Private Spaceflight: In May, California's SpaceX became the first private company to successfully fly a spaceship to the International Space Station. The achievement could free NASA to focus on designing spacecraft that can leave low-earth orbit while private companies focus on ferrying supplies and humans to the space station and other nearby targets. Last week, the company successfully tested its reuseable Grasshopper rocket to a height of about 12 stories. If successful, the rocket could greatly reduce the cost of spaceflight.
Ocean Exploration: In March, Avatar and Titanic director James Cameron became the first human to reach the Mariana Trench—the deepest known part of the ocean—in a solo mission. Cameron became the first human to explore the nearly 7-mile-deep trench since Don Walsh and Jacques Piccard took the trip in 1960.
Driverless Cars: Nevada, Florida, and California all passed laws allowing self-driving cars on their roads. Internet giant Google has been extensively testing its autonomous car and has driven more than 300,000 miles without incident.
Diamond Planet: Scientists discovered a "carbon-rich" exoplanet in October—which turns out to be very hot, perfect for turning carbon into diamonds. The so-called "diamond planet" is 40 light-years from earth and is twice earth's size—but because of its diamonds, the planet is more than eight times earth's mass. According to an analysis by Forbes, the planet is likely worth $26.9 nonillion dollars, which is $26.9 followed by 30 zeros—or enough to finally put this fiscal cliff issue to bed for millions of years.
Antarctic Exploration: This year was a big one for Antarctic exploration—after more than a decade of drilling, Russian scientists bored through more than 2.5 miles of ice to reach Lake Vostok's liquid waters. Preliminary tests for life there didn't turn up much, but in Western Antarctica, a team of American researchers found life in the subfreezing waters of Lake Vida. That discovery suggests that life could potentially survive in seemingly inhospitable environments in space.
Controversial Flu Research: In June, researchers in the Netherlands and Wisconsin published a highly controversial study of the deadly H5N1 bird flu virus in which they were able to genetically modify the virus to be transmittable between mammals. The newly-created virus has been called "scarier than anthrax" and led the World Health Organization to call for a moratorium on synthetic flu virus research.
New Skydiving Record: After years of false starts and delays, Austrian skydiver Felix Baumgartner broke the 50-year-old skydiving record when he jumped from a capsule more than 24 miles above Earth's surface. In doing so, he became the first human to break the sound barrier outside of an aircraft and proved the effectiveness of the full-body pressure suit, which could one day help astronauts survive if they have to abort a mission.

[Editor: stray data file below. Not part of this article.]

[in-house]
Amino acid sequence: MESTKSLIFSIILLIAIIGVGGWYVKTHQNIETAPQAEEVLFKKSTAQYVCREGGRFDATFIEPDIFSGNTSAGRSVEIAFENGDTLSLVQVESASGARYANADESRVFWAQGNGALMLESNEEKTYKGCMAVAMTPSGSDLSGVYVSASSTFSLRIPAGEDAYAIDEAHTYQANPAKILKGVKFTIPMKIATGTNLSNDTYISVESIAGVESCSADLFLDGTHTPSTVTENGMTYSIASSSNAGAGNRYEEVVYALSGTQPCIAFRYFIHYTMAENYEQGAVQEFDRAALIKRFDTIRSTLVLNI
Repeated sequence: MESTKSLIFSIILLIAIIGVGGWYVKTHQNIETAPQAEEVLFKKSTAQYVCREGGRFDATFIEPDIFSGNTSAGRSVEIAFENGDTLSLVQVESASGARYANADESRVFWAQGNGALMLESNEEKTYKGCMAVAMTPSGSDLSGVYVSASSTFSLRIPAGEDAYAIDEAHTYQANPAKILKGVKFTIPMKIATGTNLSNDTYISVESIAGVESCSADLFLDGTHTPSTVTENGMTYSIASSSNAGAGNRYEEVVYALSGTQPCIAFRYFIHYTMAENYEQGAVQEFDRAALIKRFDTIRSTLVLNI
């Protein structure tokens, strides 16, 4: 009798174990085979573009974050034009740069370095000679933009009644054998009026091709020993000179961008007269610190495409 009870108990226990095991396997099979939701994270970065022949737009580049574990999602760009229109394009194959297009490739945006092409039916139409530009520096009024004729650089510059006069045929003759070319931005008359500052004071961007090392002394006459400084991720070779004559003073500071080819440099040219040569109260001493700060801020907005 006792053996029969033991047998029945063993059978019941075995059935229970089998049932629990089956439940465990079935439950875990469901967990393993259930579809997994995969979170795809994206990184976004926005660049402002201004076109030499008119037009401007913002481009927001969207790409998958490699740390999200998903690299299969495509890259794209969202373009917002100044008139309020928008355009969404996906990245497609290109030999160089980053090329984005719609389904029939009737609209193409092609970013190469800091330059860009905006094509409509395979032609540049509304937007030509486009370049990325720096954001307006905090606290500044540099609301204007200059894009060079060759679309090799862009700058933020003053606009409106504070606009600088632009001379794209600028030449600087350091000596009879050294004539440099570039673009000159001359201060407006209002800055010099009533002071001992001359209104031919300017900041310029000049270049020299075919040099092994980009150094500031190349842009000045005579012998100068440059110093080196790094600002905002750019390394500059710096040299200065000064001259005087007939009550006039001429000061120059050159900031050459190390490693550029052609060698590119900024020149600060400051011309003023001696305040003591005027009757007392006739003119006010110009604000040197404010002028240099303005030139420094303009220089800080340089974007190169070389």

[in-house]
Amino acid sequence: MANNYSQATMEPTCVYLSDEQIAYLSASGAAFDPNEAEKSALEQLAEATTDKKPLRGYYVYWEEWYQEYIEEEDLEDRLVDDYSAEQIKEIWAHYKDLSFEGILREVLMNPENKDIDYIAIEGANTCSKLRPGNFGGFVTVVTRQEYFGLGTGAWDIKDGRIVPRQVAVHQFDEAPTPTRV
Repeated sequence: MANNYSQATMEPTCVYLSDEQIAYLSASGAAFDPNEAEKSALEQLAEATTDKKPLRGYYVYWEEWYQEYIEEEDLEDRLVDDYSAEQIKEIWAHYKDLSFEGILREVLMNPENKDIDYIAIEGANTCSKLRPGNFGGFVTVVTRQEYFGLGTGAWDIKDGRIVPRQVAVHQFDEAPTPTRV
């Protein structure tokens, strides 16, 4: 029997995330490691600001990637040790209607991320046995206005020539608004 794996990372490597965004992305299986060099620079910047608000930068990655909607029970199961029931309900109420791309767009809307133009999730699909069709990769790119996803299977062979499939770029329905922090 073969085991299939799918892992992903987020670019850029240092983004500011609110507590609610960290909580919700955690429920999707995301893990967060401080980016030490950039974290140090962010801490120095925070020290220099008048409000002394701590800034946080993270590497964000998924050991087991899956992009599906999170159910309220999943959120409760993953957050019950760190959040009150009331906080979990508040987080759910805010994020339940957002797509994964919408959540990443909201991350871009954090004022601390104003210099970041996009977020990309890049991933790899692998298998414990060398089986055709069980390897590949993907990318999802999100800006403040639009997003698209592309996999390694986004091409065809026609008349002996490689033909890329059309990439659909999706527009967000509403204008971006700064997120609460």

Antibiotic-resistant Superbugs: Both the Centers for Disease Control and the World Health Organization warned that gonorrhea could soon join HIV as an "uncurable" disease as the bacteria is quickly developing resistance to most known antibiotics. The disease is estimated to infect more than 100 million people per year and can cause infertility, painful urination, and birth defects in babies born to women with the disease.
Higgs Boson: On July 4, scientists at Europe's CERN announced they'd found a particle that could be the famous "Higgs boson" particle, which is believed to be responsible for all mass in the universe. The discovery of the particle has been called the "final missing ingredient in the Standard Model of particle physics," which is used to describe every known thing in the visible universe.
"We have reached a milestone in our understanding of nature," CERN Director General Rolf Heuer said of the discovery.
Curiosity Rover: In August, NASA cashed in on one of its biggest gambles of the past decade when it successfully landed the $2.5 billion Mars Curiosity Rover on the red planet. In what had been dubbed the "seven minutes of terror," the rover detached from its space capsule and was lowered onto the surface via a hovering "sky crane." Since landing, the rover has taken high-definition photos of Mars' surface and has begun analyzing soil samples—it has even found evidence of an ancient stream that "once ran vigorously" on the planet's surface.